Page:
Judge dismisses case against pardoned Arpaio

Share

On August 25, 2017, President Donald Trump held a press release where he announced that he would be pardoning Arizona Maricopa County Sheriff Joe Arpaio.

Bolton is still mulling a request from Arpaio's attorneys to throw out all rulings in the case.

Judge Bolton found him guilty for defying a federal judge's 2011 order to end profiling practices in Arizona, which targeted Latinos. But he continued the patrols for 17 months after it was issued and was reelected.

U.S. District Judge Susan Bolton dismissed Arpaio's conviction with prejudice, meaning the matter can not be tried again.

Vegas shooter had 200+ reports of suspicious activities, large financial transactions
A representative for Guns & Guitars, Inc. also told ABC News Paddock that was a customer and purchased had firearms legally. Police also mapped out the most detailed timeline yet of Paddock's attack on concertgoers at the Route 91 Harvest Festival.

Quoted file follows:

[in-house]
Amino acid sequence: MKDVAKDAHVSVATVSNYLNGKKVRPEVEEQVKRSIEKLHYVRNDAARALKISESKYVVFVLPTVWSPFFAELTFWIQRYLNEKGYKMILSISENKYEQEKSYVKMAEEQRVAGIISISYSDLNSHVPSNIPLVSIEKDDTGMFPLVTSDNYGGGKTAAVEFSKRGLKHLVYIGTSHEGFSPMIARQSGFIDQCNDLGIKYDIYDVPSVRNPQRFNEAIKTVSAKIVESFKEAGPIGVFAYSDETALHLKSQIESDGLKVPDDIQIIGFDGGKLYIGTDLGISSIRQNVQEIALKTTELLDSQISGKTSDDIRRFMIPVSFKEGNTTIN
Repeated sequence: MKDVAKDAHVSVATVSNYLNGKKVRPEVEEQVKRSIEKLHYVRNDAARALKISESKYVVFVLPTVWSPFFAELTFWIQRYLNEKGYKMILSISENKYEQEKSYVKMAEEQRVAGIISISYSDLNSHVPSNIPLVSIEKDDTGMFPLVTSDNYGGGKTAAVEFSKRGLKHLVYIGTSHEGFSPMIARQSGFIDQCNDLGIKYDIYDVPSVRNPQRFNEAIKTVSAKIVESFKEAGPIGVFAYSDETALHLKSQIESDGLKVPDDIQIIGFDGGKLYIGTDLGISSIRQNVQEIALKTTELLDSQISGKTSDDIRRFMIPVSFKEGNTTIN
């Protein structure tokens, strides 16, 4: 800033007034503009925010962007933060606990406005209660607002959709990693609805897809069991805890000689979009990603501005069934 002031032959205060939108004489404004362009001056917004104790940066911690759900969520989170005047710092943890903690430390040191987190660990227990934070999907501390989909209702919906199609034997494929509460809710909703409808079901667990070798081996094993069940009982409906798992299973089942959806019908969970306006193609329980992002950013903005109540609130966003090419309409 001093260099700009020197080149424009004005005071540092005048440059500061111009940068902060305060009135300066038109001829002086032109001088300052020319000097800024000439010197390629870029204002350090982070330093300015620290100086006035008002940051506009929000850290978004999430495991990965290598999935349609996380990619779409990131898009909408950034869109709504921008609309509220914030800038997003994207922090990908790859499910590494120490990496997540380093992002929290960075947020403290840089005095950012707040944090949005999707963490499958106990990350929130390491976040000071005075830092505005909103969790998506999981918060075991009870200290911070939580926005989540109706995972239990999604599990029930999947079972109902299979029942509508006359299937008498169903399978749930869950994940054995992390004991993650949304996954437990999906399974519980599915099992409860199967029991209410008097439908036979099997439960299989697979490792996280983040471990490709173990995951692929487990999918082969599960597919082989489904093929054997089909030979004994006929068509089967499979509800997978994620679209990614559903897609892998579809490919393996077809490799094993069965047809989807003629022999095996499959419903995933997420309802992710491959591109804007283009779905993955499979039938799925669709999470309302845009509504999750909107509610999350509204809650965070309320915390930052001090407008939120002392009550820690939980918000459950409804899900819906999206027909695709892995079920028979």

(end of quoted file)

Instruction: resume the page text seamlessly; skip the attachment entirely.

"This prosecution is over", prosecutor John Keller said. The pardon had previously led the judge to cancel Arpaio's sentencing hearing. In the ruling, Bolton cited television interviews and news releases in which the sheriff made comments about keeping up the patrols, even though he knew they were no longer allowed.

The federal court order claimed Sheriff Arpaio was targeting Hispanic citizens for traffic stops on suspicion of being undocumented, leading to accusations of racial profiling.

Arpaio was convicted in July of willfully violating a 2011 injunction barring his officers from stopping and detaining Latino motorists exclusively on suspicion they were in the country illegally.

Chemerinsky had argued a contempt conviction is not an "offense against the United States" within the meaning of the Constitution's grant of pardon power in Article II. Arpaio, who was defeated previous year in the same election that sent Trump to the White House, is now talking about getting back into politics.

Share